3. Summarize the relevant internal and external data into a research profile for delivery to the fundraiser. Include information on the next steps or action recommendations for the fundraiser, if applicable.

The Exercise

For this simulation, you will complete a prospect research profile for a granting organization. Imagine that you are working at a non-profit organization dedicated to supporting mental health among immigrant and refugee youth. Your organization needs funding for a new project that provides youth with counselling support as they transition to life in a new country. You have been tasked with researching granting organizations that could fund this new project. Choose one of the organizations below and complete a prospect research profile:    

Task 1: Research the granting organization.

Browse the granting organization’s website. Consider their mission, vision, and values and whether they relate to your own organization’s mission. Look at the granting section of the website and note the types of grants available, eligibility, and criteria for funding. Go through the organization’s detailed granting history, noting the funding amounts and whether they have funded organizations and projects similar to your own.

Task 2: Compile relevant information into a draft.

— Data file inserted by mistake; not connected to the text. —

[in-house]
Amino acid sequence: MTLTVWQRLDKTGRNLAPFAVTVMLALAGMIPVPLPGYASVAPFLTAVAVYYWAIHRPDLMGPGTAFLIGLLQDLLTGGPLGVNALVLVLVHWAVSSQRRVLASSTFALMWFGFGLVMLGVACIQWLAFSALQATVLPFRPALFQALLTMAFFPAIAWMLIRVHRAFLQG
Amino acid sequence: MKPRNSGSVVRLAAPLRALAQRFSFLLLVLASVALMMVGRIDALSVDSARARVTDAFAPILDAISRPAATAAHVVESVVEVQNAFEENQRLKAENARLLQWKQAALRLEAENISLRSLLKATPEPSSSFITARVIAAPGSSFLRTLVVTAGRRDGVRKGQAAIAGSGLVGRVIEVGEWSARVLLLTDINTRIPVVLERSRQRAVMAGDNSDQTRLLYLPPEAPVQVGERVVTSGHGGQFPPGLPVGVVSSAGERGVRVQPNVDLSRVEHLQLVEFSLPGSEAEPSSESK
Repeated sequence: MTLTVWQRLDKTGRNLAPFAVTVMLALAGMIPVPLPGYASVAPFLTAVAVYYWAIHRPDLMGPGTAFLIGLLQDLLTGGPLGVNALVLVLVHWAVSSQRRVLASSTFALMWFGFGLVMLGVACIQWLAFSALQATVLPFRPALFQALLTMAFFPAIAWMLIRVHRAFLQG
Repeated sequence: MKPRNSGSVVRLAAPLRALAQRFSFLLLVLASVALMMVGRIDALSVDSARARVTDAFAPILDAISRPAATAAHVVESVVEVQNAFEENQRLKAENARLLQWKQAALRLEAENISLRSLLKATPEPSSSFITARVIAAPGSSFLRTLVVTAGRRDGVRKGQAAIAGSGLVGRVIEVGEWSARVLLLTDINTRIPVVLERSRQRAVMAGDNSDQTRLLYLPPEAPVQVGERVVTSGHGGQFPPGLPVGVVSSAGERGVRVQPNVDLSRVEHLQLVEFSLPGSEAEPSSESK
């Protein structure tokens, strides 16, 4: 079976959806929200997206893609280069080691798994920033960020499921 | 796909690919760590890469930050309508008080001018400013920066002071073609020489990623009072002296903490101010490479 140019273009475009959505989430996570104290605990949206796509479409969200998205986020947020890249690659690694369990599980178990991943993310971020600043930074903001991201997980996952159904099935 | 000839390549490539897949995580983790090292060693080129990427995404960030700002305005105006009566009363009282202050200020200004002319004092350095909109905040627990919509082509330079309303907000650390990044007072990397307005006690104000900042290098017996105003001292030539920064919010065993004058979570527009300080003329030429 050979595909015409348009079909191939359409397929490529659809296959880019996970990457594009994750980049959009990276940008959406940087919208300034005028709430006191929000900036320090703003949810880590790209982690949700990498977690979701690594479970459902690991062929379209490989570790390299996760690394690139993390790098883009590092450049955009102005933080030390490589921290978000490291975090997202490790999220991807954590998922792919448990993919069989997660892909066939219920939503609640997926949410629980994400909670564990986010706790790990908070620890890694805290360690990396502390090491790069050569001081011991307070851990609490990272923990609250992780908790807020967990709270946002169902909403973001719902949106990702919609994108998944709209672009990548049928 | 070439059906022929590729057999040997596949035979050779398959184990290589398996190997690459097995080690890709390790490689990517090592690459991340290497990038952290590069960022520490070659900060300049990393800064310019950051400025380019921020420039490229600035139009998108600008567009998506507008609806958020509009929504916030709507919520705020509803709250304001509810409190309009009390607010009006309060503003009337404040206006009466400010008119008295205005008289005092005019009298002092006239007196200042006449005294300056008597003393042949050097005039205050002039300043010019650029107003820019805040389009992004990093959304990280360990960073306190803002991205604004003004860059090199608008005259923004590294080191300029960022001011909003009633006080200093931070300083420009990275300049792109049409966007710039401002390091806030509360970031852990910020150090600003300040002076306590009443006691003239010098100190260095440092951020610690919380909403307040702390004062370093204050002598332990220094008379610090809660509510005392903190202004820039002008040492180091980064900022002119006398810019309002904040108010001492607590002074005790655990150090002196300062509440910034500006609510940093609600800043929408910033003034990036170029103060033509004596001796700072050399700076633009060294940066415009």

After completing research on the granting organization’s website, compile information in the following categories: 

  • Basic Information: company name, funding type and range, application deadline, website link, company contact information
  • Grant Program Summary: types of grants provided, areas of support, criteria for selection and exclusion
  • Grant History: list similar organizations/projects that have been funded in the past, along with the dollar amounts funded
  • Articles of Interest: complete a Google search on the granting organization and include any news articles on funded organizations or projects similar to your own

Task 3: Summarize the information into a concise prospect research profile.

Consider your audience. What is the critical information that a fundraiser would need to know before engaging with the granting organization? How can you summarize the information into a concise, easy-to-read format so that the fundraiser can read all the critical information without needing to browse through the website? Can you limit the information you found to 1-2 pages? Based on the information you found, is the granting organization likely to fund your project? How much money should you apply for? What steps would you recommend taking to engage with the organization?

The Deliverable

Skills Used to Perform These Tasks

  • Researching information
  • Synthesis of information
  • Written communication skills 
  • Writing for business 
  • Prioritizing information

Skills Used in This Field

  • Complete detailed analytics and report
  • Ability to conduct in-depth research, to analyze and synthesize the information into a user-friendly and concise format for the use by fundraising staff
  • Prepare concise, accurate, and clearly written briefings

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Simulation author: Dinuka Gunaratne (University of Waterloo)

Simulation vetted by professionals at the University Hospital Foundation at the University of Alberta in Edmonton AB Canada.